The Myth of Martha ÃÂÃ ÃÂÃ ÃÂÃ ÃÂÃ ÃÂÃ ÃÂÃ ÃÂÃ ÃÂÃ We as Americans all have things that are special that bond us together. For example, our holidays are times of joy, togetherness, giving and sharing. We forget about family tensions, set aside our differences and celebrate life. This happens on specific days where nearly all Americans are doing a similar thing at a similar time. Where do we learn to make these holidays special? How do we know that Christmas trees, ornaments and thanksgiving place settings are special? We learn it. From the day we are born, we are bombarded with things such as media, family values and are influenced by everything around us. And somehow, even in our hectic schedule, we are still able to embrace our traditions. Marha Stewart helps form the bond of American culture.
ÃÂÃ ÃÂÃ ÃÂÃ ÃÂÃ ÃÂÃ ÃÂÃ ÃÂÃ ÃÂÃ Martha Stewart is the perfect example of "The American Character"ÃÂÃÂ. She holds the values to which America clings desperately to. Martha is what America wishes we had time for.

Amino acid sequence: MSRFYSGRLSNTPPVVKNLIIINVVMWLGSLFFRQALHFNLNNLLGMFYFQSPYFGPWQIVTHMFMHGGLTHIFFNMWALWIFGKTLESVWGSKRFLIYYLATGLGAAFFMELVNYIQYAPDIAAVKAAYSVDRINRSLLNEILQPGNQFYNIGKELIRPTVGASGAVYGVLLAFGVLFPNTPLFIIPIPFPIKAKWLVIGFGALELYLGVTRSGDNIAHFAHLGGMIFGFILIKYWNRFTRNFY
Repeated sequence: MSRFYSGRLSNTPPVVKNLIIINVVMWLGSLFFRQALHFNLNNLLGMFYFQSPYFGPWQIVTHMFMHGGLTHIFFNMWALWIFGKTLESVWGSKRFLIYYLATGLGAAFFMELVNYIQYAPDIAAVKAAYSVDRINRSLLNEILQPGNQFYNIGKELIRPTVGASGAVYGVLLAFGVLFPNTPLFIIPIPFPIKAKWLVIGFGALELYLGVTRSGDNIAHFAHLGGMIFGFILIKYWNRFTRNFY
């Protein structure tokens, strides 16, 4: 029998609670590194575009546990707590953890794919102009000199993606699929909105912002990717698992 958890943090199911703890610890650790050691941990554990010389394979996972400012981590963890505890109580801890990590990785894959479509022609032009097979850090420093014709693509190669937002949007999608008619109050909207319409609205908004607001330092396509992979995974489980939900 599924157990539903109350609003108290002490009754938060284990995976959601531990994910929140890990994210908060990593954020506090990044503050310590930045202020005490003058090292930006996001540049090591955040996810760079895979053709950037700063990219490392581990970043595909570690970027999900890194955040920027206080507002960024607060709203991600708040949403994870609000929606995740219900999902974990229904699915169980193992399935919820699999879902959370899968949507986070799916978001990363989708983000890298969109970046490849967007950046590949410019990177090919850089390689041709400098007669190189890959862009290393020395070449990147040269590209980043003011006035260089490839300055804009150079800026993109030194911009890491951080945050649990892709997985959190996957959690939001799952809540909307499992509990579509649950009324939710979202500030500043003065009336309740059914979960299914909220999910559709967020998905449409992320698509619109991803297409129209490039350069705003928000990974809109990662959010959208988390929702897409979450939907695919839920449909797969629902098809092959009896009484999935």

While we are all too busy to do anything except work, sleep and sometimes eat, Martha is making place personalized settings for everyone at the Christmas dinner.
America looks at Martha Stewart's magazine, Living, and feels happy. It's so vibrant and colorful and full of happiness and seasonal cheer. Flipping through a Martha magazine, one can find so many things to do in one's "spare time"ÃÂÃÂ. They are all beautiful, seemingly easy, and meaningful crafts. While there's probably no way that we could ever have time to carve a pumpkin for each of our trick or treaters, we'd like to think we could. We need to think we could. According to Emily Liebert of Yale Herald online "... none of us has any spare time. Martha allows us to live vicariously. She gives us the opportunity to forget our harried lives and imagine that we live in as leisurely a manner as she and her homemaker models do...